• Diuretics: Thiazides and loop diuretics are the most commonly used diuretics in the setting to improve short term pulmonary mechanics of bronchopulmonary dysplasia. These agents are most commonly used in infants who are ventilator dependent with increasing requirement of positive end-expiratory pressure despite fluid restriction. A systemic review of available literature does not show any improvement in long term clinical outcome in infants with established or developing bronchopulmonary dysplasia 19).
    • Bronchodilators: Administration of beta-2 agonists can decrease airway resistance and improve compliance. However, their routine use is not recommended in bronchopulmonary dysplasia as it has not been shown to improve long term outcomes. Their use should be restricted to manage acute episodes of bronchoconstriction in older infants who remain ventilator dependent 20).

Other procedures and treatments

Newborns who have bronchopulmonary dysplasia may spend several weeks or months in the hospital. This allows them to get the care they need, which may include:

  • Tracheostomy to provide long-term ventilator support. A tracheostomy is a surgically made hole. It goes through the front of the neck and into the trachea, or windpipe. Your child’s doctor will put the breathing tube from the ventilator through the hole. A tracheostomy can allow your baby to interact more with you and the NICU staff, start talking, and develop other skills.
  • Physical therapy to help strengthen your child’s muscles and clear mucus out of the lungs.

At home

Infants with bronchopulmonary dysplasia may need oxygen therapy for weeks to months after leaving the hospital. Follow your health care provider’s instructions to ensure your baby gets enough nutrition during recovery. Your baby may need tube feedings or special formulas.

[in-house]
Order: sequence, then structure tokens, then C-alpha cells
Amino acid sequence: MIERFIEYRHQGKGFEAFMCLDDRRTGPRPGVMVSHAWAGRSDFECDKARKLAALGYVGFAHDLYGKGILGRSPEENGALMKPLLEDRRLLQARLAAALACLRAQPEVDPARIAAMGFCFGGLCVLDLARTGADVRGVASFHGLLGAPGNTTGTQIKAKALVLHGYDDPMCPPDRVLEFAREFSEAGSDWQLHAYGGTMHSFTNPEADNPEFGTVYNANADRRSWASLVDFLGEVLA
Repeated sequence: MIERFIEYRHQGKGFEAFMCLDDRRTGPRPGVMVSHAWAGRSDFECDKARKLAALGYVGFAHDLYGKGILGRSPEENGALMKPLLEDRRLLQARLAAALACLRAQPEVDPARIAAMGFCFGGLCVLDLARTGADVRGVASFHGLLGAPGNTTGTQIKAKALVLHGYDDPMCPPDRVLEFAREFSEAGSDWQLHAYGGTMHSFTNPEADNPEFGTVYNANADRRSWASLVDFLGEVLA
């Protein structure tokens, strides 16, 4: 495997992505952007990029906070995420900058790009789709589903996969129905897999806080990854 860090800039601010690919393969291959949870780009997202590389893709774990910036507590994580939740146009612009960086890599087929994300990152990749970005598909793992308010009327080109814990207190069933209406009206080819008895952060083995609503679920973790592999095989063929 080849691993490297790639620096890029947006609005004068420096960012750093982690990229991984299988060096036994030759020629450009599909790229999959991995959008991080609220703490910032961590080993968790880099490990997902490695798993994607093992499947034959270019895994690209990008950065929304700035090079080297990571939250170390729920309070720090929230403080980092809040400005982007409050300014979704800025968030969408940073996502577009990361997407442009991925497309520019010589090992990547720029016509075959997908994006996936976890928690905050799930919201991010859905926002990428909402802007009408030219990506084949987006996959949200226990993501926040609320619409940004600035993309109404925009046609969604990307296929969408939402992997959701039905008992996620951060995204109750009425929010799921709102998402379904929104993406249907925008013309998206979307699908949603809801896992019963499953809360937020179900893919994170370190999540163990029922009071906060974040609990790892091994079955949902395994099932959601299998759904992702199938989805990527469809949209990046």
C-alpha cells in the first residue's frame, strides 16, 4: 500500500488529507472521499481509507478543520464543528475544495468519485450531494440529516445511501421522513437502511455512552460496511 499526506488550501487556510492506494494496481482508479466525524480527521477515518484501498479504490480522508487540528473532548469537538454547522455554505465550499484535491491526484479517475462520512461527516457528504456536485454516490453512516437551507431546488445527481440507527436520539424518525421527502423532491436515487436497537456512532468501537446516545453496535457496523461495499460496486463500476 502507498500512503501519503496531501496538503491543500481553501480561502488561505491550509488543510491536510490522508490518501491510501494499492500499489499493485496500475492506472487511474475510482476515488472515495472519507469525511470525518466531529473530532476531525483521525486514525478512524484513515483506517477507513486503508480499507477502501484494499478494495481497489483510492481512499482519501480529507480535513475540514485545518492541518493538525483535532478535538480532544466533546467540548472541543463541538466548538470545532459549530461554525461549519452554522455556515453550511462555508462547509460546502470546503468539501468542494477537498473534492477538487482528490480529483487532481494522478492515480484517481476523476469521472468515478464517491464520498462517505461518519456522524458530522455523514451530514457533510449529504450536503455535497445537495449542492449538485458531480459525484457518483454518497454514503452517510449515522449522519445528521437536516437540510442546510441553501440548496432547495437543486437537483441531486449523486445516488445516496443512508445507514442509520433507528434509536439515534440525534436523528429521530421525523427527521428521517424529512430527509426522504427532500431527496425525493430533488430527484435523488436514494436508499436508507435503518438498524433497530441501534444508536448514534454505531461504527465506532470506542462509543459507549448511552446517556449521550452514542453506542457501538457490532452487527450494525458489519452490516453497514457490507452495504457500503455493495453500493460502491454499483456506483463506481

It is very important to prevent your baby from getting colds and other infections, such as respiratory syncytial virus (RSV). RSV can cause a severe lung infection, especially in a baby with bronchopulmonary dysplasia.

A simple way to help prevent respiratory syncytial virus (RSV) infection is to wash your hands often. Follow these measures:

  • Wash your hands with warm water and soap before touching your baby. Tell others to wash their hands, too, before touching your baby.
  • Ask others to avoid contact with your baby if they have a cold or fever, or ask them to wear a mask.
  • Be aware that kissing your baby can spread respiratory syncytial virus (RSV).
  • Try to keep young children away from your baby. RSV (respiratory syncytial virus) is very common among young children and spreads easily from child-to-child.
  • DO NOT smoke inside your house, car, or anywhere near your baby. Exposure to tobacco smoke increases the risk of RSV illness.

Parents of babies with bronchopulmonary dysplasia should avoid crowds during outbreaks of RSV. Outbreaks are often reported by local news media.